Picture a small crowd gathered around a man standing on the soap box on Hyde Park corner. What else would an American be allowed to say here in the iconic spot known for freedom of speech? He had already set out the reasons in 1789 that the Congress had ratified the First Ammendment in the “Bill of Rights” for citizens of the United States. He had explained that these rights were predicated on the Preamble of the Declaration of Independence that stated that rights come from our Creator and assume first our right to life, second our right to live free and finally to personally pursue what we regard to be in our own best interests – our happiness.
In reverse order the First Ammendment rights guaranteed to an American citizen were:
- the right to assemble peaceably when asking their Government to pay attention to their grievances
- the right of the press to publish whatever it saw fit to say without facing any abridgement eg. censorship from the government
- the right to speak freely again without limit placed by the Congress
- and now finally this speaker was to discuss the primary, foundational and first right among US freedoms: “Congress shall make no law respecting an establishment of religion, or prohibiting the free exercise thereof; …”
On this corner in this special land where so much blood was spilled over religious views 300 and 400 years ago it is as obvious today that citizens need to know their government will not interfere with their choices to pursue their religion. Everyone knows that our attempts to know God, be saved by God and to worship God depend on a variety of scriptures and the interpretations and traditions that sprung from those interpretations. When the kings and Parliaments of Europe felt it was their God given duty to use the power of the state to enforce one of those religious traditions for its citizens war, both civil and international resulted. Terrible crimes were committed in the name of God by those who were given the responsibility of justice by God.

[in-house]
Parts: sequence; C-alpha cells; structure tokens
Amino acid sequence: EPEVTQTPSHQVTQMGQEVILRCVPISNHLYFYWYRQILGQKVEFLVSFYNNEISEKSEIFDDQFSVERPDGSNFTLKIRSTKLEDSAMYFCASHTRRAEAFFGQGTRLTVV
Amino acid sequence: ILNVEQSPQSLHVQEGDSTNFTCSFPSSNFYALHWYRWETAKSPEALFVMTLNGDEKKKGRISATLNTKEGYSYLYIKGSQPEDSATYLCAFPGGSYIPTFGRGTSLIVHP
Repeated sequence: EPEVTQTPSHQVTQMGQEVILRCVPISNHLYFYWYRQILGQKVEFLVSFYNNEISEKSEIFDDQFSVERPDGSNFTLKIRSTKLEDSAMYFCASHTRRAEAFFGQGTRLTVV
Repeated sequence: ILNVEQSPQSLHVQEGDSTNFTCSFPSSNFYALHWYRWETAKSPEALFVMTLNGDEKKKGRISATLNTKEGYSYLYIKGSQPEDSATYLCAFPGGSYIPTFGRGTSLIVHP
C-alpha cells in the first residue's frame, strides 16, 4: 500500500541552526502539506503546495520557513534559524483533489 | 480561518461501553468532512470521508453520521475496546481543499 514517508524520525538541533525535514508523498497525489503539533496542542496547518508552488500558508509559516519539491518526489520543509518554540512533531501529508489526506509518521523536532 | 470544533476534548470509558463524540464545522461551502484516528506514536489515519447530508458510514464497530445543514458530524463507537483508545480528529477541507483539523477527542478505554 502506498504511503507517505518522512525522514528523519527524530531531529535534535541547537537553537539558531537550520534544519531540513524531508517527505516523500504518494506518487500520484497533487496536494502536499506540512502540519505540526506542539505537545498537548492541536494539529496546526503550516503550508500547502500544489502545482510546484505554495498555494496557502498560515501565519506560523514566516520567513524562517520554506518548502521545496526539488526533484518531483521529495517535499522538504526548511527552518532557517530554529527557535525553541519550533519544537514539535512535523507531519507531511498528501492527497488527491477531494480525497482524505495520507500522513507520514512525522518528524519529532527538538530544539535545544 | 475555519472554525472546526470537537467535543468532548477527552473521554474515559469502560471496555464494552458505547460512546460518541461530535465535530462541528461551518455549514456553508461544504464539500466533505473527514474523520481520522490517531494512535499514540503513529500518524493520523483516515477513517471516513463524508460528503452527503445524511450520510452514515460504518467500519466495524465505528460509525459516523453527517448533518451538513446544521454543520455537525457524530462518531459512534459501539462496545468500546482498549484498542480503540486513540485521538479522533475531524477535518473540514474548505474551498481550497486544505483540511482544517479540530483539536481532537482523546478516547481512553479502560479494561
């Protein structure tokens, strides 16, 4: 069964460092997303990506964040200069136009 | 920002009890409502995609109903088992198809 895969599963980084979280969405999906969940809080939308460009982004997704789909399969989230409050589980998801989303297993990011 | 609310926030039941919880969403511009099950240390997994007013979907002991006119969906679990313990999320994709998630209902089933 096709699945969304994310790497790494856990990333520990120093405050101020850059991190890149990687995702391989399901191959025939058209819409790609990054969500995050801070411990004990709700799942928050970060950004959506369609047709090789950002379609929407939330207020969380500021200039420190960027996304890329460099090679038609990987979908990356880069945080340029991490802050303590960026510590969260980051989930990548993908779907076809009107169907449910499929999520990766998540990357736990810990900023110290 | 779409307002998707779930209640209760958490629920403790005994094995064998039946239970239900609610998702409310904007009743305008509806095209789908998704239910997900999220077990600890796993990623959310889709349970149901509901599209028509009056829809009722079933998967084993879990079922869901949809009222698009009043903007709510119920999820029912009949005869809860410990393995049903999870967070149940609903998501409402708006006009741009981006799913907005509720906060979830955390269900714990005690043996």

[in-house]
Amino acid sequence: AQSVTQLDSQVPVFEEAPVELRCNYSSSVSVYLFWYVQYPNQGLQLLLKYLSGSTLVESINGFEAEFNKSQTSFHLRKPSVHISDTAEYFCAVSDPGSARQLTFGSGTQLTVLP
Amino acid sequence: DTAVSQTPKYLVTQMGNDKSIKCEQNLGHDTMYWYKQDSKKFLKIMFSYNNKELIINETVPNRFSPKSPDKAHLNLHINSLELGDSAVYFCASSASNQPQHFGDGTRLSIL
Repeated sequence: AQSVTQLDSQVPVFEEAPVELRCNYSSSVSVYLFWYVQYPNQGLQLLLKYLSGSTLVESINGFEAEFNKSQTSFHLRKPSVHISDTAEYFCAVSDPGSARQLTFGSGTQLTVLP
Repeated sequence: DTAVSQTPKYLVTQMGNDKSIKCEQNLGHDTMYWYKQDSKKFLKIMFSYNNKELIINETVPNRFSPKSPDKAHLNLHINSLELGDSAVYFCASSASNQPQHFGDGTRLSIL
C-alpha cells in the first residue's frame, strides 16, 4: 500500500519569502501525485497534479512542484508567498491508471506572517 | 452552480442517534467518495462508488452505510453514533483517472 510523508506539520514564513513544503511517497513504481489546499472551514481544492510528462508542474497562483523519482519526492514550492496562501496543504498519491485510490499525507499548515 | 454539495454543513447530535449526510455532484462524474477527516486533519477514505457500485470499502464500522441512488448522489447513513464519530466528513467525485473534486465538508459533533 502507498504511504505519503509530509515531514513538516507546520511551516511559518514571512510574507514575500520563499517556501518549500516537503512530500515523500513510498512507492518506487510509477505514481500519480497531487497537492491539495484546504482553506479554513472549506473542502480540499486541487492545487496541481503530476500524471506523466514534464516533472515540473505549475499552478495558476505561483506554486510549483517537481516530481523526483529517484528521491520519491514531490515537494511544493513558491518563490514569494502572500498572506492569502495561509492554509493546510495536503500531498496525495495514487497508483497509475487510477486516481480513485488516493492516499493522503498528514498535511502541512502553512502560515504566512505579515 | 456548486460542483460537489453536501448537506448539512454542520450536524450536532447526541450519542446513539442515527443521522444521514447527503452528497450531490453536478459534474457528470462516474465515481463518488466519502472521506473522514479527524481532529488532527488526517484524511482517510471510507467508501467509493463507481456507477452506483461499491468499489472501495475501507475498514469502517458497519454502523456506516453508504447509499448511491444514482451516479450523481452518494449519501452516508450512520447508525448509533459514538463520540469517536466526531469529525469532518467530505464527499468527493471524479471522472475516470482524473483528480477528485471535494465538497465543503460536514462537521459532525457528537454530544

Those who fled the nations of their birth because of some emphasis in the religious tradition of their particular assembly felt it was a matter of life and death whether their new nation would tolerate different religious practices and give no favorite an advantage over another. Religion can generate views and practices as disparate as passivism, divine right of kings, Zionism, communal living, submission to the authority of a bishop or pope, and freedom from slavery. Good people and great minds can disagree on the applications to life of the ideals of love, faith and hope declared in the Christian Scriptures. Jews, Muslims, Buddhists, Atheists and Hindus can disagree with Christians over which texts are and are not from God. These disagreements arouse deep passions because they touch on the foundational questions of life: Where are we from? Why are we here? How should we live? The wise in all ages have debated these issues in the public square, places of worship and in their writings. But every time the coercive power of the government has been used to pick winners or losers in these debates both the proponents of a government favored view and their opponents have ended up losers.